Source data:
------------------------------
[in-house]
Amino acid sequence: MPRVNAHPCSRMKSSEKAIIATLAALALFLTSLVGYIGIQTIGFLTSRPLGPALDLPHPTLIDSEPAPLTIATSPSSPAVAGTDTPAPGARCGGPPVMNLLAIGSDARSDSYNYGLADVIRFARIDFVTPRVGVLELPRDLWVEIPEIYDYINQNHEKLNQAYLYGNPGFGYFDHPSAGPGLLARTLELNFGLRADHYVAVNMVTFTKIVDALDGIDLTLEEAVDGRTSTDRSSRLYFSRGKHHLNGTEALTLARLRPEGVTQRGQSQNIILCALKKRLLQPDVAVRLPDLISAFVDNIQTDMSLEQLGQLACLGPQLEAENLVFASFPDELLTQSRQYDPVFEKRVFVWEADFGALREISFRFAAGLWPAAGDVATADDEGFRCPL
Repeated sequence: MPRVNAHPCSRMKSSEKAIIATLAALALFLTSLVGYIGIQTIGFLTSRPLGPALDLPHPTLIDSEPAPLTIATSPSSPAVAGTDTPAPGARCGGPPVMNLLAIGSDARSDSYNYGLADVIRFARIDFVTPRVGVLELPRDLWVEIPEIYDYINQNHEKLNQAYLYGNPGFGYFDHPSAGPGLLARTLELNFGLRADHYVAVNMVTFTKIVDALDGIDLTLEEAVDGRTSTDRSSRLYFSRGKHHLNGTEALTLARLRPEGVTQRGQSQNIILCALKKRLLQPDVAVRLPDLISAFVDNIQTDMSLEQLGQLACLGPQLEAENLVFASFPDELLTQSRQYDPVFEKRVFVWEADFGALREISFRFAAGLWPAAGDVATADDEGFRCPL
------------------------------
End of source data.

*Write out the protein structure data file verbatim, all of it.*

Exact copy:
[in-house]
Amino acid sequence: MPRVNAHPCSRMKSSEKAIIATLAALALFLTSLVGYIGIQTIGFLTSRPLGPALDLPHPTLIDSEPAPLTIATSPSSPAVAGTDTPAPGARCGGPPVMNLLAIGSDARSDSYNYGLADVIRFARIDFVTPRVGVLELPRDLWVEIPEIYDYINQNHEKLNQAYLYGNPGFGYFDHPSAGPGLLARTLELNFGLRADHYVAVNMVTFTKIVDALDGIDLTLEEAVDGRTSTDRSSRLYFSRGKHHLNGTEALTLARLRPEGVTQRGQSQNIILCALKKRLLQPDVAVRLPDLISAFVDNIQTDMSLEQLGQLACLGPQLEAENLVFASFPDELLTQSRQYDPVFEKRVFVWEADFGALREISFRFAAGLWPAAGDVATADDEGFRCPL
Repeated sequence: MPRVNAHPCSRMKSSEKAIIATLAALALFLTSLVGYIGIQTIGFLTSRPLGPALDLPHPTLIDSEPAPLTIATSPSSPAVAGTDTPAPGARCGGPPVMNLLAIGSDARSDSYNYGLADVIRFARIDFVTPRVGVLELPRDLWVEIPEIYDYINQNHEKLNQAYLYGNPGFGYFDHPSAGPGLLARTLELNFGLRADHYVAVNMVTFTKIVDALDGIDLTLEEAVDGRTSTDRSSRLYFSRGKHHLNGTEALTLARLRPEGVTQRGQSQNIILCALKKRLLQPDVAVRLPDLISAFVDNIQTDMSLEQLGQLACLGPQLEAENLVFASFPDELLTQSRQYDPVFEKRVFVWEADFGALREISFRFAAGLWPAAGDVATADDEGFRCPL